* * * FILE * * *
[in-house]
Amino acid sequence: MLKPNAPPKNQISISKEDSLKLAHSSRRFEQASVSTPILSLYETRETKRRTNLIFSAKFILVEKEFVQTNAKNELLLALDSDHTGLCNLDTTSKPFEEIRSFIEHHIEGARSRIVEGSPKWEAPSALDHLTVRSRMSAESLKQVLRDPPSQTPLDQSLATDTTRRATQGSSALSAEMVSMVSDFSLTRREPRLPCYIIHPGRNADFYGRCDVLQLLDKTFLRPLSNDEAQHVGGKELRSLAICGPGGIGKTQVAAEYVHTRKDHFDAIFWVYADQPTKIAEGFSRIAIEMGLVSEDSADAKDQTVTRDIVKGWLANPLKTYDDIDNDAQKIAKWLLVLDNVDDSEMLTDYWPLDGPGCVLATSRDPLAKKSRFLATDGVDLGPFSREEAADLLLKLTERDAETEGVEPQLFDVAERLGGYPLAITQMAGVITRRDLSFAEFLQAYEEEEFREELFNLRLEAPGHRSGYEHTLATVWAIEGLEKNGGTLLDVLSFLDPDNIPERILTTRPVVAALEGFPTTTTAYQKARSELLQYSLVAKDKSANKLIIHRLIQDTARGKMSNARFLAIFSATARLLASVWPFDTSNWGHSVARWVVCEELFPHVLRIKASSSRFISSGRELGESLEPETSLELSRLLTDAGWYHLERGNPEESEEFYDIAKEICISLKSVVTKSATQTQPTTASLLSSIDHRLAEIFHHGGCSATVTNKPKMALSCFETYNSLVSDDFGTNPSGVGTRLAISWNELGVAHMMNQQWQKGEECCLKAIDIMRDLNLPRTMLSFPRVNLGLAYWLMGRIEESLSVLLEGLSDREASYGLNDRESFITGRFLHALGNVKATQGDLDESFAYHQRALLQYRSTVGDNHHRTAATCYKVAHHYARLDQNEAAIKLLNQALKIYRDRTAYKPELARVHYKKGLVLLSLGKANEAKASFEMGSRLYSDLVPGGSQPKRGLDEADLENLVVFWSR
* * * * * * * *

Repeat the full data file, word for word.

[in-house]
Amino acid sequence: MLKPNAPPKNQISISKEDSLKLAHSSRRFEQASVSTPILSLYETRETKRRTNLIFSAKFILVEKEFVQTNAKNELLLALDSDHTGLCNLDTTSKPFEEIRSFIEHHIEGARSRIVEGSPKWEAPSALDHLTVRSRMSAESLKQVLRDPPSQTPLDQSLATDTTRRATQGSSALSAEMVSMVSDFSLTRREPRLPCYIIHPGRNADFYGRCDVLQLLDKTFLRPLSNDEAQHVGGKELRSLAICGPGGIGKTQVAAEYVHTRKDHFDAIFWVYADQPTKIAEGFSRIAIEMGLVSEDSADAKDQTVTRDIVKGWLANPLKTYDDIDNDAQKIAKWLLVLDNVDDSEMLTDYWPLDGPGCVLATSRDPLAKKSRFLATDGVDLGPFSREEAADLLLKLTERDAETEGVEPQLFDVAERLGGYPLAITQMAGVITRRDLSFAEFLQAYEEEEFREELFNLRLEAPGHRSGYEHTLATVWAIEGLEKNGGTLLDVLSFLDPDNIPERILTTRPVVAALEGFPTTTTAYQKARSELLQYSLVAKDKSANKLIIHRLIQDTARGKMSNARFLAIFSATARLLASVWPFDTSNWGHSVARWVVCEELFPHVLRIKASSSRFISSGRELGESLEPETSLELSRLLTDAGWYHLERGNPEESEEFYDIAKEICISLKSVVTKSATQTQPTTASLLSSIDHRLAEIFHHGGCSATVTNKPKMALSCFETYNSLVSDDFGTNPSGVGTRLAISWNELGVAHMMNQQWQKGEECCLKAIDIMRDLNLPRTMLSFPRVNLGLAYWLMGRIEESLSVLLEGLSDREASYGLNDRESFITGRFLHALGNVKATQGDLDESFAYHQRALLQYRSTVGDNHHRTAATCYKVAHHYARLDQNEAAIKLLNQALKIYRDRTAYKPELARVHYKKGLVLLSLGKANEAKASFEMGSRLYSDLVPGGSQPKRGLDEADLENLVVFWSR